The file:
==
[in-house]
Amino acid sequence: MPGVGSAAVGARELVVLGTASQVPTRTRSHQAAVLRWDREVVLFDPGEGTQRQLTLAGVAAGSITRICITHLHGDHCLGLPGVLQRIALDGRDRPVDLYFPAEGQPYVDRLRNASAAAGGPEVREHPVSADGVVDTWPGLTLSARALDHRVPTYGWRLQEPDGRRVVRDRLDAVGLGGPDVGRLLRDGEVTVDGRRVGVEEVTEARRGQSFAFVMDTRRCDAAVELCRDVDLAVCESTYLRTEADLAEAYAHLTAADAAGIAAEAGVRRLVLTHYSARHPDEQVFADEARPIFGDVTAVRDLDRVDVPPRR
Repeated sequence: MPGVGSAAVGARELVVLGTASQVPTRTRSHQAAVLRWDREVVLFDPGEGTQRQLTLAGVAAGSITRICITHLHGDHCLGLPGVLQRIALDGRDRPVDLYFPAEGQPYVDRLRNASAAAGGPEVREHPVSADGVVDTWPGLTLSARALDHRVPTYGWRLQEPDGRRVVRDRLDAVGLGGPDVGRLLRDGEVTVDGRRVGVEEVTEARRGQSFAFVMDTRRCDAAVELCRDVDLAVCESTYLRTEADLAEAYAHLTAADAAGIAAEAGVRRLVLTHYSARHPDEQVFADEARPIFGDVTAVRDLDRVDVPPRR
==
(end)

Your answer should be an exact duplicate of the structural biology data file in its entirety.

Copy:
[in-house]
Amino acid sequence: MPGVGSAAVGARELVVLGTASQVPTRTRSHQAAVLRWDREVVLFDPGEGTQRQLTLAGVAAGSITRICITHLHGDHCLGLPGVLQRIALDGRDRPVDLYFPAEGQPYVDRLRNASAAAGGPEVREHPVSADGVVDTWPGLTLSARALDHRVPTYGWRLQEPDGRRVVRDRLDAVGLGGPDVGRLLRDGEVTVDGRRVGVEEVTEARRGQSFAFVMDTRRCDAAVELCRDVDLAVCESTYLRTEADLAEAYAHLTAADAAGIAAEAGVRRLVLTHYSARHPDEQVFADEARPIFGDVTAVRDLDRVDVPPRR
Repeated sequence: MPGVGSAAVGARELVVLGTASQVPTRTRSHQAAVLRWDREVVLFDPGEGTQRQLTLAGVAAGSITRICITHLHGDHCLGLPGVLQRIALDGRDRPVDLYFPAEGQPYVDRLRNASAAAGGPEVREHPVSADGVVDTWPGLTLSARALDHRVPTYGWRLQEPDGRRVVRDRLDAVGLGGPDVGRLLRDGEVTVDGRRVGVEEVTEARRGQSFAFVMDTRRCDAAVELCRDVDLAVCESTYLRTEADLAEAYAHLTAADAAGIAAEAGVRRLVLTHYSARHPDEQVFADEARPIFGDVTAVRDLDRVDVPPRR